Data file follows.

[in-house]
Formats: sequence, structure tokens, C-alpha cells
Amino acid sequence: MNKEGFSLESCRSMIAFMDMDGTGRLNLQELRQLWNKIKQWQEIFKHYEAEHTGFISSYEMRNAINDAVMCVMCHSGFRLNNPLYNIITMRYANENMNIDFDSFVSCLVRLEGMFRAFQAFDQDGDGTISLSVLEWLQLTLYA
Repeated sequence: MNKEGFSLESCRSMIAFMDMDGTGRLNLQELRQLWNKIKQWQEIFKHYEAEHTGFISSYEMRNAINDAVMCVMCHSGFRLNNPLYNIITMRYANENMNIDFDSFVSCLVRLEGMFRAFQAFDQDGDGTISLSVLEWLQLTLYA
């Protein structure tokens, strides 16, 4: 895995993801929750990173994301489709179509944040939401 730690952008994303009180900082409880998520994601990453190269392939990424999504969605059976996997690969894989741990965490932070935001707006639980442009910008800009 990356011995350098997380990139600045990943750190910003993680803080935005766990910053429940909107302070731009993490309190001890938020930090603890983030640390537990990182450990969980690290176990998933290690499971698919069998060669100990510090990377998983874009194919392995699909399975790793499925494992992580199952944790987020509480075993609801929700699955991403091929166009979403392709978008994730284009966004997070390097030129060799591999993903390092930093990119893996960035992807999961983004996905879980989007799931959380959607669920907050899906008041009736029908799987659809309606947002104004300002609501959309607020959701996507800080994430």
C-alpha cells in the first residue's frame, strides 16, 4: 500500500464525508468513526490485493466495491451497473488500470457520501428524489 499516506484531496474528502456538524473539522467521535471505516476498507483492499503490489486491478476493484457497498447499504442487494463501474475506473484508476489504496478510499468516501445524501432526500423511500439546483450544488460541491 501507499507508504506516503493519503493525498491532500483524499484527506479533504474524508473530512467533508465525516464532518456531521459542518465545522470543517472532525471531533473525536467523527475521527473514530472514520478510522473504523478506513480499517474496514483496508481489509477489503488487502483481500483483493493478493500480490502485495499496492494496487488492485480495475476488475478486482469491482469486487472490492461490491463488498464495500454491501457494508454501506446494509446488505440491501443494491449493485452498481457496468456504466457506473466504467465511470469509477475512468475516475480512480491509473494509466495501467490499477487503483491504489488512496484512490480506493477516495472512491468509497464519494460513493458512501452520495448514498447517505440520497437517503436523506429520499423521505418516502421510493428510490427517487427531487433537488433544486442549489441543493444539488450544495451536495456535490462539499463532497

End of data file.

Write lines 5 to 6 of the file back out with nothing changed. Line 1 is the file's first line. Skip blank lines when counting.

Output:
């Protein structure tokens, strides 16, 4: 895995993801929750990173994301489709179509944040939401 730690952008994303009180900082409880998520994601990453190269392939990424999504969605059976996997690969894989741990965490932070935001707006639980442009910008800009 990356011995350098997380990139600045990943750190910003993680803080935005766990910053429940909107302070731009993490309190001890938020930090603890983030640390537990990182450990969980690290176990998933290690499971698919069998060669100990510090990377998983874009194919392995699909399975790793499925494992992580199952944790987020509480075993609801929700699955991403091929166009979403392709978008994730284009966004997070390097030129060799591999993903390092930093990119893996960035992807999961983004996905879980989007799931959380959607669920907050899906008041009736029908799987659809309606947002104004300002609501959309607020959701996507800080994430």
C-alpha cells in the first residue's frame, strides 16, 4: 500500500464525508468513526490485493466495491451497473488500470457520501428524489 499516506484531496474528502456538524473539522467521535471505516476498507483492499503490489486491478476493484457497498447499504442487494463501474475506473484508476489504496478510499468516501445524501432526500423511500439546483450544488460541491 501507499507508504506516503493519503493525498491532500483524499484527506479533504474524508473530512467533508465525516464532518456531521459542518465545522470543517472532525471531533473525536467523527475521527473514530472514520478510522473504523478506513480499517474496514483496508481489509477489503488487502483481500483483493493478493500480490502485495499496492494496487488492485480495475476488475478486482469491482469486487472490492461490491463488498464495500454491501457494508454501506446494509446488505440491501443494491449493485452498481457496468456504466457506473466504467465511470469509477475512468475516475480512480491509473494509466495501467490499477487503483491504489488512496484512490480506493477516495472512491468509497464519494460513493458512501452520495448514498447517505440520497437517503436523506429520499423521505418516502421510493428510490427517487427531487433537488433544486442549489441543493444539488450544495451536495456535490462539499463532497